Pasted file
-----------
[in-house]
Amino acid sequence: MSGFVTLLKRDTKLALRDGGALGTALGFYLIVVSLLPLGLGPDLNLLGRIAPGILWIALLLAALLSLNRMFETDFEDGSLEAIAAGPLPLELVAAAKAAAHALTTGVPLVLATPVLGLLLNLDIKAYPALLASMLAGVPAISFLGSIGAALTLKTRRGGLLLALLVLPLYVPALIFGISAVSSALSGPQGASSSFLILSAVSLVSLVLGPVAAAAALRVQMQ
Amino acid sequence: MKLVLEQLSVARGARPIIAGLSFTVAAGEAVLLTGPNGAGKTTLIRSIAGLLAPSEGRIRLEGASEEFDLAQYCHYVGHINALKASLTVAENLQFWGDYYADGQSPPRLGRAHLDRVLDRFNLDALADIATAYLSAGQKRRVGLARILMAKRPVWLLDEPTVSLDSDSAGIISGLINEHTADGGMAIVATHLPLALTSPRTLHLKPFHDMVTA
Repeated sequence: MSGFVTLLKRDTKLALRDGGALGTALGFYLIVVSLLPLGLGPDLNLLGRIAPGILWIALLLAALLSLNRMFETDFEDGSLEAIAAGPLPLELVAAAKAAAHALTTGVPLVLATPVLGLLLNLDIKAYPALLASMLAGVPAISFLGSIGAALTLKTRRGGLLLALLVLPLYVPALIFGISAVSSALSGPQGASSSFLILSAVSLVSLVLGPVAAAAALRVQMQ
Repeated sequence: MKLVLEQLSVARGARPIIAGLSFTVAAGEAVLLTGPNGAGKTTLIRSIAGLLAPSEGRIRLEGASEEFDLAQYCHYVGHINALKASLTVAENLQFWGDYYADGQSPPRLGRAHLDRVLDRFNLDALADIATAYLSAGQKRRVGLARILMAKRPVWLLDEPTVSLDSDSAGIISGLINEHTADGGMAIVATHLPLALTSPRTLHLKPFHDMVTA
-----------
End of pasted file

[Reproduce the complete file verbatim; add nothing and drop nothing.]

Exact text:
[in-house]
Amino acid sequence: MSGFVTLLKRDTKLALRDGGALGTALGFYLIVVSLLPLGLGPDLNLLGRIAPGILWIALLLAALLSLNRMFETDFEDGSLEAIAAGPLPLELVAAAKAAAHALTTGVPLVLATPVLGLLLNLDIKAYPALLASMLAGVPAISFLGSIGAALTLKTRRGGLLLALLVLPLYVPALIFGISAVSSALSGPQGASSSFLILSAVSLVSLVLGPVAAAAALRVQMQ
Amino acid sequence: MKLVLEQLSVARGARPIIAGLSFTVAAGEAVLLTGPNGAGKTTLIRSIAGLLAPSEGRIRLEGASEEFDLAQYCHYVGHINALKASLTVAENLQFWGDYYADGQSPPRLGRAHLDRVLDRFNLDALADIATAYLSAGQKRRVGLARILMAKRPVWLLDEPTVSLDSDSAGIISGLINEHTADGGMAIVATHLPLALTSPRTLHLKPFHDMVTA
Repeated sequence: MSGFVTLLKRDTKLALRDGGALGTALGFYLIVVSLLPLGLGPDLNLLGRIAPGILWIALLLAALLSLNRMFETDFEDGSLEAIAAGPLPLELVAAAKAAAHALTTGVPLVLATPVLGLLLNLDIKAYPALLASMLAGVPAISFLGSIGAALTLKTRRGGLLLALLVLPLYVPALIFGISAVSSALSGPQGASSSFLILSAVSLVSLVLGPVAAAAALRVQMQ
Repeated sequence: MKLVLEQLSVARGARPIIAGLSFTVAAGEAVLLTGPNGAGKTTLIRSIAGLLAPSEGRIRLEGASEEFDLAQYCHYVGHINALKASLTVAENLQFWGDYYADGQSPPRLGRAHLDRVLDRFNLDALADIATAYLSAGQKRRVGLARILMAKRPVWLLDEPTVSLDSDSAGIISGLINEHTADGGMAIVATHLPLALTSPRTLHLKPFHDMVTA